Reproductive life plan
Reproductive Life Plan
A reproductive life plan is a set of personal goals about whether or not to have children and how to achieve those goals. It includes questions like “ Do you want to have children?” or “Do you want to have (more) children?” or “How many (more) children would you like to have and when?”
Creating a reproductive life plan reduces the risk of unintended pregnancy and helps couples prepare physically and emotionally for pregnancy. A reproductive life plan is not just for women, it’s for men too.
We don’t often talk about how men should prepare for pregnancy, but they should prepare for pregnancy. Smoking, alcohol, drugs, excessive caffeine, poor diet, and testicular hyperthermia (I see you skinny jeans) can cause damage to sperm. Men should work on improving diet, changing lifestyle habits, and get as healthy as possible prior to conception.
If you do want a baby, how do know when to discontinue your birth control method?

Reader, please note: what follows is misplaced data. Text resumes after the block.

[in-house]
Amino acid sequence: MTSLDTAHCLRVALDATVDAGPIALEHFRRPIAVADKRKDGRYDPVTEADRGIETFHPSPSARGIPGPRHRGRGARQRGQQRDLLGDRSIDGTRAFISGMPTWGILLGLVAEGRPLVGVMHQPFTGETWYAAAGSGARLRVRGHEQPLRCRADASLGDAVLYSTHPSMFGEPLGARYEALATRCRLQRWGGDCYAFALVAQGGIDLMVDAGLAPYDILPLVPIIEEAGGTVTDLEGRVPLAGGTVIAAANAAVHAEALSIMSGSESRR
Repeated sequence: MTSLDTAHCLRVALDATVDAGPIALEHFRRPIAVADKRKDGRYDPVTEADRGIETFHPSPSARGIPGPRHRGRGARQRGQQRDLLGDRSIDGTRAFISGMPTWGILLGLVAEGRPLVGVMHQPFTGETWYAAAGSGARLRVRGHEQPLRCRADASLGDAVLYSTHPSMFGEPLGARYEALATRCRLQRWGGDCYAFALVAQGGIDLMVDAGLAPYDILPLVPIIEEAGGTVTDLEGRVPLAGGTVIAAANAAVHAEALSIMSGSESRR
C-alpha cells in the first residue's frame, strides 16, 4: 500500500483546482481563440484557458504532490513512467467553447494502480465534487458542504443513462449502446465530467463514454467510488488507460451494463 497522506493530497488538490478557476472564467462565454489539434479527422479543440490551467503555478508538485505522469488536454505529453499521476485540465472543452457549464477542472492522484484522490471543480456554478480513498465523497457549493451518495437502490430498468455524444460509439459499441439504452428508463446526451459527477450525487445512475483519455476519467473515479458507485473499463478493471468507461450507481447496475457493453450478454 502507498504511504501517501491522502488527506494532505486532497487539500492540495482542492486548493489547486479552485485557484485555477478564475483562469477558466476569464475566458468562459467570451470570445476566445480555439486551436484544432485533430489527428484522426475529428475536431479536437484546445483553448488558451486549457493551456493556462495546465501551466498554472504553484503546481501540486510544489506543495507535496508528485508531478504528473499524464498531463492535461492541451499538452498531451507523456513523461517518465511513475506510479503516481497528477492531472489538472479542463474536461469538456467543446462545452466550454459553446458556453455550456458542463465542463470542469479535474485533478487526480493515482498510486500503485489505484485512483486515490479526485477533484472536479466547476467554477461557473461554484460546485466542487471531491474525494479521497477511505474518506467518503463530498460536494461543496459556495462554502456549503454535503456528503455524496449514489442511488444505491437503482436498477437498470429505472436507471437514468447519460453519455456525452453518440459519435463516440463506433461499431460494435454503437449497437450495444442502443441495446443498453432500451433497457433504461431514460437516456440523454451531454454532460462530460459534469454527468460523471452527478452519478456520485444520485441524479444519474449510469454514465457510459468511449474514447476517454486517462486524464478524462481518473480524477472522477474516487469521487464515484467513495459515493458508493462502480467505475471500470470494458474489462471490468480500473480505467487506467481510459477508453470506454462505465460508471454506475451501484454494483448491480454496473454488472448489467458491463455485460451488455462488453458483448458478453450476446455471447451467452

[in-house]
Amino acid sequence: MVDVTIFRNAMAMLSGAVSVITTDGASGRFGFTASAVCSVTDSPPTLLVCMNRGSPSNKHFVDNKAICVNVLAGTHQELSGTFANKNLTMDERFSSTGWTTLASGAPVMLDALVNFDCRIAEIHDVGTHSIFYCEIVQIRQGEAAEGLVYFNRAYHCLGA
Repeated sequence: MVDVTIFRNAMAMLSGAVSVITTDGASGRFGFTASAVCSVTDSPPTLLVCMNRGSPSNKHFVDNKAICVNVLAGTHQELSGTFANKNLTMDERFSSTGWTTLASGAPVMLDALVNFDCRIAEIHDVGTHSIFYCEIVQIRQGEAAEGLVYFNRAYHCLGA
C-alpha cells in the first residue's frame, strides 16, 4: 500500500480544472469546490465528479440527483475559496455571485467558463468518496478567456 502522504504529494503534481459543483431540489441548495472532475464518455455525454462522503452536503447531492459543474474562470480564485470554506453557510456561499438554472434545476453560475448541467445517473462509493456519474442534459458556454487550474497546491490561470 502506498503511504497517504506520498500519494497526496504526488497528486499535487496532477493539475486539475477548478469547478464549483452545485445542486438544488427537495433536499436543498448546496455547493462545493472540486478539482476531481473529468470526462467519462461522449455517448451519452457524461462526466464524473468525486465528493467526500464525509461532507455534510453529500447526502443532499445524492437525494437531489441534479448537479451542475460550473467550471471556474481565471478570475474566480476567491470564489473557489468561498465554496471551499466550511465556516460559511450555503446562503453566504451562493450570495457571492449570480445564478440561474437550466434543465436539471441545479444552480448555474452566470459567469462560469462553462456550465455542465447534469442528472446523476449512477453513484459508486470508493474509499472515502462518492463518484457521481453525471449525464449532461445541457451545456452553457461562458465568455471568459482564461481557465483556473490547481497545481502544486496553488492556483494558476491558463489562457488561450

The length of time prior to resumption of your period will vary based on the type of hormonal contraceptive you used. Women who used an oral contraceptive may resume a period within a month or two after discontinuing.
If you used an implant or injection you may not have a period for several months! This is normal.
The main takeaway is this: it’s possible for ovulation to occur immediately after discontinuing a contraceptive or it can take several months. If you want to discontinue your contraceptive, but aren’t quite ready to get pregnant, use a barrier method, like condoms, in the interim. Some providers may strongly recommend using a barrier method for a set period of time until your menses have regulated to ensure proper dating of a potential pregnancy. This is not evidence-based. You can be reassured that there is no association with an increased risk of spontaneous abortion or congenital anomalies if ovulation occurs quickly after discontinuing a contraceptive. Just make sure you’re taking a prenatal vitamin!